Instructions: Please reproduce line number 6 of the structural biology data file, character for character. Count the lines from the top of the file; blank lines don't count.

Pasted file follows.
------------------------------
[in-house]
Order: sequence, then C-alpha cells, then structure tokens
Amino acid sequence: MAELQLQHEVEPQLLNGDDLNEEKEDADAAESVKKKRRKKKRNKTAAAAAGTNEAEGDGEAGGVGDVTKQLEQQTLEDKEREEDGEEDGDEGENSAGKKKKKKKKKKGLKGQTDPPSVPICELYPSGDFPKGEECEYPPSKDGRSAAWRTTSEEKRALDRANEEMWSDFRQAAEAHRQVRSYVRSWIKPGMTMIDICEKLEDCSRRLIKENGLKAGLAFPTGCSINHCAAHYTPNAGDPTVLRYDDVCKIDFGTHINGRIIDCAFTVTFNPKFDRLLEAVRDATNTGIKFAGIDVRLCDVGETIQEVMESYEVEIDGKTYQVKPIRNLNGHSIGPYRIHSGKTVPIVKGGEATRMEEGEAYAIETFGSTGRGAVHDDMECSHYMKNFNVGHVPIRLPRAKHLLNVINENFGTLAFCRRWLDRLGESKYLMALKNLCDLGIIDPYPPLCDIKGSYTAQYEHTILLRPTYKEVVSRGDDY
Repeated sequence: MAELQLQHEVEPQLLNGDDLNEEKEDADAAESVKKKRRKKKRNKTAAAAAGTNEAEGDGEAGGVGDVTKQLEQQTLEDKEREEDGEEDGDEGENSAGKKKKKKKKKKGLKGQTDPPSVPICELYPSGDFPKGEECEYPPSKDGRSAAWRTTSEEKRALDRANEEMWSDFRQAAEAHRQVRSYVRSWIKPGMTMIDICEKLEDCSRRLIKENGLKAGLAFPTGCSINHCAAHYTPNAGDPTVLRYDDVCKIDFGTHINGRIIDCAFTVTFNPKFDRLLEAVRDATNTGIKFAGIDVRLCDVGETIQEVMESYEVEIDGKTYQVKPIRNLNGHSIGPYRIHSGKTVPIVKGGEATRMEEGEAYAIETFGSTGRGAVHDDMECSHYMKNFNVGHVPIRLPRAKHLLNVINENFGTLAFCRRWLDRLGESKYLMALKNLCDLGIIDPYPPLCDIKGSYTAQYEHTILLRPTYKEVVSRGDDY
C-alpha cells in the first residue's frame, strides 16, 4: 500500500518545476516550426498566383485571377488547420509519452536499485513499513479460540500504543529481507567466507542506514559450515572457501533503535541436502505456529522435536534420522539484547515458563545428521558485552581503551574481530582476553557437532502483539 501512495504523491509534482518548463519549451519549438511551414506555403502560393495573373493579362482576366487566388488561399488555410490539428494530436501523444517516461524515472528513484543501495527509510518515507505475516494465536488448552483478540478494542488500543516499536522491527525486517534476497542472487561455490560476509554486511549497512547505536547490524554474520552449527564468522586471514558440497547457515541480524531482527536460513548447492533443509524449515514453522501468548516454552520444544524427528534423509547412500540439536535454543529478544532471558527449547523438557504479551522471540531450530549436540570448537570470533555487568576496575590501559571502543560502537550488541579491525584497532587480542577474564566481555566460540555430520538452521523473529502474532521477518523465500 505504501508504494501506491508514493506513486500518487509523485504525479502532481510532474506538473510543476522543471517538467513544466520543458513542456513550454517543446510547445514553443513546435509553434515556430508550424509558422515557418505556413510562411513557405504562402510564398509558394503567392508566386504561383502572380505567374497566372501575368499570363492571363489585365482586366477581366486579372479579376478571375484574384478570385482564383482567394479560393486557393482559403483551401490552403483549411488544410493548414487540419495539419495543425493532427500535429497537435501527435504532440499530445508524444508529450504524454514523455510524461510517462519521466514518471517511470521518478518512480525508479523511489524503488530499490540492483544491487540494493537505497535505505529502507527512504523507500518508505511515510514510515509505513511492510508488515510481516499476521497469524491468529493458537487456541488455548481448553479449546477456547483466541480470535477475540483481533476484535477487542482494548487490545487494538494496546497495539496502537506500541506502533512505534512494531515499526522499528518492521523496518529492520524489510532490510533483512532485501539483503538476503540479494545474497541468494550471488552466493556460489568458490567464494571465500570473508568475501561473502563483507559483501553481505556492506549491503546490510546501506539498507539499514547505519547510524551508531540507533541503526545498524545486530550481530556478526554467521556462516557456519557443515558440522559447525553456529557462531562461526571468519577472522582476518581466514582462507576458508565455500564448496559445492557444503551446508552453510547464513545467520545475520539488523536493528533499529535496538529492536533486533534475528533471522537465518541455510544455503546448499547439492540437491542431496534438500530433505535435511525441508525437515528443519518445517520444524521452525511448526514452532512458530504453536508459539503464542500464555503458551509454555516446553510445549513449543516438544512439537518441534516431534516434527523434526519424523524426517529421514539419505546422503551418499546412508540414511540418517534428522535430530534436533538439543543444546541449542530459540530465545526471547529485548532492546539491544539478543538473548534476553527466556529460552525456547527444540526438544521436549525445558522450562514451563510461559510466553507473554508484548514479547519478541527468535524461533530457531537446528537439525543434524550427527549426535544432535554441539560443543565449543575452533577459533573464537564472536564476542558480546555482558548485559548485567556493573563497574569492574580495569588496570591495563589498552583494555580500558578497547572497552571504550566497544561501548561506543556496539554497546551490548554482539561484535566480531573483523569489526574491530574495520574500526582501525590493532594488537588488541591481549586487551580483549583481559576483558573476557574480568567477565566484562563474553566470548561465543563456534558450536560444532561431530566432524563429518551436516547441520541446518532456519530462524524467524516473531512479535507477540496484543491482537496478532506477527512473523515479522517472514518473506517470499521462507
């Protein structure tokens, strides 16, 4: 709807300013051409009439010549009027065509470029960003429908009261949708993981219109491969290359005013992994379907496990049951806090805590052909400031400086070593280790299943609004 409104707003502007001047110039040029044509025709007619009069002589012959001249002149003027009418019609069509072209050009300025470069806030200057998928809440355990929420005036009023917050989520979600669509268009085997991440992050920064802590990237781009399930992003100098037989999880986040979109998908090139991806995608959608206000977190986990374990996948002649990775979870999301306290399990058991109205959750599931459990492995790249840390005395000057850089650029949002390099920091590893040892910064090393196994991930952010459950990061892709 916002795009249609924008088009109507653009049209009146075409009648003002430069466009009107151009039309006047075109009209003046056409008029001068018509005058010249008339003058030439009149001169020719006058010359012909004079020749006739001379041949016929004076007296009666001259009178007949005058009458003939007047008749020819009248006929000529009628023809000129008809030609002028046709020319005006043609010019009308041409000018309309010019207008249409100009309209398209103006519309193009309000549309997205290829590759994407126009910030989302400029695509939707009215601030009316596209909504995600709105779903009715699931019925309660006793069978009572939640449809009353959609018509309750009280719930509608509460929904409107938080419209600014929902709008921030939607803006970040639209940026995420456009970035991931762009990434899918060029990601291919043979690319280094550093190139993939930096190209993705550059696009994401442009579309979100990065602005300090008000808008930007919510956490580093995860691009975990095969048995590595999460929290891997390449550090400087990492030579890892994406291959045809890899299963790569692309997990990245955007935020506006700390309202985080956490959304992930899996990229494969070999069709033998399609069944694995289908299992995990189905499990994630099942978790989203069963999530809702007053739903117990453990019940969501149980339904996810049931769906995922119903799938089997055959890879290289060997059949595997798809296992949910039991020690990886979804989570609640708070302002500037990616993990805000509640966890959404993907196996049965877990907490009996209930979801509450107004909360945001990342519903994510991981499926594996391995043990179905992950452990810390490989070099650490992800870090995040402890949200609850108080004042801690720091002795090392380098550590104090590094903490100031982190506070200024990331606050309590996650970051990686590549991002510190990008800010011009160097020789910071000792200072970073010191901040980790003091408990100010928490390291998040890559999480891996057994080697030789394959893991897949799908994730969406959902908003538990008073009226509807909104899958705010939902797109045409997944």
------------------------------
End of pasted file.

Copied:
């Protein structure tokens, strides 16, 4: 709807300013051409009439010549009027065509470029960003429908009261949708993981219109491969290359005013992994379907496990049951806090805590052909400031400086070593280790299943609004 409104707003502007001047110039040029044509025709007619009069002589012959001249002149003027009418019609069509072209050009300025470069806030200057998928809440355990929420005036009023917050989520979600669509268009085997991440992050920064802590990237781009399930992003100098037989999880986040979109998908090139991806995608959608206000977190986990374990996948002649990775979870999301306290399990058991109205959750599931459990492995790249840390005395000057850089650029949002390099920091590893040892910064090393196994991930952010459950990061892709 916002795009249609924008088009109507653009049209009146075409009648003002430069466009009107151009039309006047075109009209003046056409008029001068018509005058010249008339003058030439009149001169020719006058010359012909004079020749006739001379041949016929004076007296009666001259009178007949005058009458003939007047008749020819009248006929000529009628023809000129008809030609002028046709020319005006043609010019009308041409000018309309010019207008249409100009309209398209103006519309193009309000549309997205290829590759994407126009910030989302400029695509939707009215601030009316596209909504995600709105779903009715699931019925309660006793069978009572939640449809009353959609018509309750009280719930509608509460929904409107938080419209600014929902709008921030939607803006970040639209940026995420456009970035991931762009990434899918060029990601291919043979690319280094550093190139993939930096190209993705550059696009994401442009579309979100990065602005300090008000808008930007919510956490580093995860691009975990095969048995590595999460929290891997390449550090400087990492030579890892994406291959045809890899299963790569692309997990990245955007935020506006700390309202985080956490959304992930899996990229494969070999069709033998399609069944694995289908299992995990189905499990994630099942978790989203069963999530809702007053739903117990453990019940969501149980339904996810049931769906995922119903799938089997055959890879290289060997059949595997798809296992949910039991020690990886979804989570609640708070302002500037990616993990805000509640966890959404993907196996049965877990907490009996209930979801509450107004909360945001990342519903994510991981499926594996391995043990179905992950452990810390490989070099650490992800870090995040402890949200609850108080004042801690720091002795090392380098550590104090590094903490100031982190506070200024990331606050309590996650970051990686590549991002510190990008800010011009160097020789910071000792200072970073010191901040980790003091408990100010928490390291998040890559999480891996057994080697030789394959893991897949799908994730969406959902908003538990008073009226509807909104899958705010939902797109045409997944």